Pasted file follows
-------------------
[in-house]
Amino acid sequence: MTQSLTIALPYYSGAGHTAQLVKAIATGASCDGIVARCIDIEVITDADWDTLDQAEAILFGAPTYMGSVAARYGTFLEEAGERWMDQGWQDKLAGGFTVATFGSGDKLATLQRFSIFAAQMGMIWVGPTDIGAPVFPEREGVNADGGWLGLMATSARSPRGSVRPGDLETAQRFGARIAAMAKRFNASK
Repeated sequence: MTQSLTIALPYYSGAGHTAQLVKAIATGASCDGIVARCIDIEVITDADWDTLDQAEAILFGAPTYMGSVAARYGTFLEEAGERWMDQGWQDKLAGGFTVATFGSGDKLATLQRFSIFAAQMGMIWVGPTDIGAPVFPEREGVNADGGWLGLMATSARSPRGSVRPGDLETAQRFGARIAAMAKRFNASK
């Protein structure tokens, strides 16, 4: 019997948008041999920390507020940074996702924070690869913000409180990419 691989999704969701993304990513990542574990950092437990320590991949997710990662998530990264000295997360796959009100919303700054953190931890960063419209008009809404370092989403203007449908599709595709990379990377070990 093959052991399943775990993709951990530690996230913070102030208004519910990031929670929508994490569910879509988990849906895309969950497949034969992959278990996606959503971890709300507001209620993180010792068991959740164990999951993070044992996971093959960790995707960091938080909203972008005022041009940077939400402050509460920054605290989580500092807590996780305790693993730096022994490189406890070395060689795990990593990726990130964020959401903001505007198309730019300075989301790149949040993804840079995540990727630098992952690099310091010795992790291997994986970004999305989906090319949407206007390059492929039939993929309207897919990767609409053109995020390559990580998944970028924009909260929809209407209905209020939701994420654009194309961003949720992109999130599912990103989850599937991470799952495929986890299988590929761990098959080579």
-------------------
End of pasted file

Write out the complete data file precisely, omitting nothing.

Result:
[in-house]
Amino acid sequence: MTQSLTIALPYYSGAGHTAQLVKAIATGASCDGIVARCIDIEVITDADWDTLDQAEAILFGAPTYMGSVAARYGTFLEEAGERWMDQGWQDKLAGGFTVATFGSGDKLATLQRFSIFAAQMGMIWVGPTDIGAPVFPEREGVNADGGWLGLMATSARSPRGSVRPGDLETAQRFGARIAAMAKRFNASK
Repeated sequence: MTQSLTIALPYYSGAGHTAQLVKAIATGASCDGIVARCIDIEVITDADWDTLDQAEAILFGAPTYMGSVAARYGTFLEEAGERWMDQGWQDKLAGGFTVATFGSGDKLATLQRFSIFAAQMGMIWVGPTDIGAPVFPEREGVNADGGWLGLMATSARSPRGSVRPGDLETAQRFGARIAAMAKRFNASK
């Protein structure tokens, strides 16, 4: 019997948008041999920390507020940074996702924070690869913000409180990419 691989999704969701993304990513990542574990950092437990320590991949997710990662998530990264000295997360796959009100919303700054953190931890960063419209008009809404370092989403203007449908599709595709990379990377070990 093959052991399943775990993709951990530690996230913070102030208004519910990031929670929508994490569910879509988990849906895309969950497949034969992959278990996606959503971890709300507001209620993180010792068991959740164990999951993070044992996971093959960790995707960091938080909203972008005022041009940077939400402050509460920054605290989580500092807590996780305790693993730096022994490189406890070395060689795990990593990726990130964020959401903001505007198309730019300075989301790149949040993804840079995540990727630098992952690099310091010795992790291997994986970004999305989906090319949407206007390059492929039939993929309207897919990767609409053109995020390559990580998944970028924009909260929809209407209905209020939701994420654009194309961003949720992109999130599912990103989850599937991470799952495929986890299988590929761990098959080579």